Wednesday, April 01, 2015

Zero-hours contracts are in the news, with the Labour leader announcing plans to require employers to offer regular hours contracts to workers after they have been with a firm for 12 weeks. There is little doubt that some zero-hours contracts are exploitative, but finding an effective solution for the problem is likely to be harder than some would imagine. In particular, we need to be aware of unintended consequences of well-intentioned legislation. If employers were to cancel and later renew contracts with workers around a 12 week limit, the insecurity felt by those currently on zero-hours contracts could be exacerbated.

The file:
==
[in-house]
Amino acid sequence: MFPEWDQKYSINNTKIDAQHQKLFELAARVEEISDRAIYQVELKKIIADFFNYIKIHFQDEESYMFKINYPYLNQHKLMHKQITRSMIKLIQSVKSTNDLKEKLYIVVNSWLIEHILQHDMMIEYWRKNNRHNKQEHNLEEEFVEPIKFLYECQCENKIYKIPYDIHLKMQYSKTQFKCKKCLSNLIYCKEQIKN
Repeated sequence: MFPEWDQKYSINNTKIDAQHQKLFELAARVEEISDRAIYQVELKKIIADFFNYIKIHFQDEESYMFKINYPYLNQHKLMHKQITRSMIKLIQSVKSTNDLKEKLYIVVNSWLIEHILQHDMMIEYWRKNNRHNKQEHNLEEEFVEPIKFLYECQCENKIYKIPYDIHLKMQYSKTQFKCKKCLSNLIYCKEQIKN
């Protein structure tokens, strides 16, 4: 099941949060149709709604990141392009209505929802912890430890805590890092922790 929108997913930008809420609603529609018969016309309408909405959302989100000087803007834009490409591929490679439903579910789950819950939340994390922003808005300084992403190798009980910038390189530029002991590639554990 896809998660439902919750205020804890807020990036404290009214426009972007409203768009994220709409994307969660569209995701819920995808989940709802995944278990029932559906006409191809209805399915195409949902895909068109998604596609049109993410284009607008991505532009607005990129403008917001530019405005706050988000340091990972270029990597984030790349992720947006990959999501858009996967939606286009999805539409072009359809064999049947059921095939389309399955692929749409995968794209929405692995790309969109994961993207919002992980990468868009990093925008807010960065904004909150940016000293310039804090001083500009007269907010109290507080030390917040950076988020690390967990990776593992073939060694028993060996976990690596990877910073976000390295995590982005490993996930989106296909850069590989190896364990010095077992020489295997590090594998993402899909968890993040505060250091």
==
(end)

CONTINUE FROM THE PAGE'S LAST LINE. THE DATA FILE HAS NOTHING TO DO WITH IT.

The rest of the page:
Not all zero-hours contracts are exploitative. Some offer part-time work on a flexible basis to the benefit of both employer and employee. This is particularly the case where the worker is young and combining work with education, or old and semi-retired. An appropriate test for whether someone should be on such a contract should interrogate the individual circumstances, and should furthermore benchmark one person's experience with that of others undertaking similar work. This could easily be synthesised with job evaluation exercises that are already undertaken as means of preventing discrimination. It may take time to phase in such an approach, but given the existence of similar mechanisms in a slightly different context, it seems that this is a job that is worth doing properly.